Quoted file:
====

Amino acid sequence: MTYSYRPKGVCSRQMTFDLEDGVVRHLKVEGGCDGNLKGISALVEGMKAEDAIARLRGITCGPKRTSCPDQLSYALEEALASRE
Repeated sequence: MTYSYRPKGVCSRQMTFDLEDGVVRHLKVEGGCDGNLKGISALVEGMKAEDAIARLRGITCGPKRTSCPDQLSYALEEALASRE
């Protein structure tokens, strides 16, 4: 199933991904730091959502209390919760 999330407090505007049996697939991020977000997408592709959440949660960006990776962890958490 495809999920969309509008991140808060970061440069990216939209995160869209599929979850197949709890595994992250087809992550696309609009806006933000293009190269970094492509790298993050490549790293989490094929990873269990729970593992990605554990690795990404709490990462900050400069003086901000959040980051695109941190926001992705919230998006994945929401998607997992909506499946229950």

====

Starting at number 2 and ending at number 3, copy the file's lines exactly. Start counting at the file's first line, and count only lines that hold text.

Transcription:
Repeated sequence: MTYSYRPKGVCSRQMTFDLEDGVVRHLKVEGGCDGNLKGISALVEGMKAEDAIARLRGITCGPKRTSCPDQLSYALEEALASRE
């Protein structure tokens, strides 16, 4: 199933991904730091959502209390919760 999330407090505007049996697939991020977000997408592709959440949660960006990776962890958490 495809999920969309509008991140808060970061440069990216939209995160869209599929979850197949709890595994992250087809992550696309609009806006933000293009190269970094492509790298993050490549790293989490094929990873269990729970593992990605554990690795990404709490990462900050400069003086901000959040980051695109941190926001992705919230998006994945929401998607997992909506499946229950």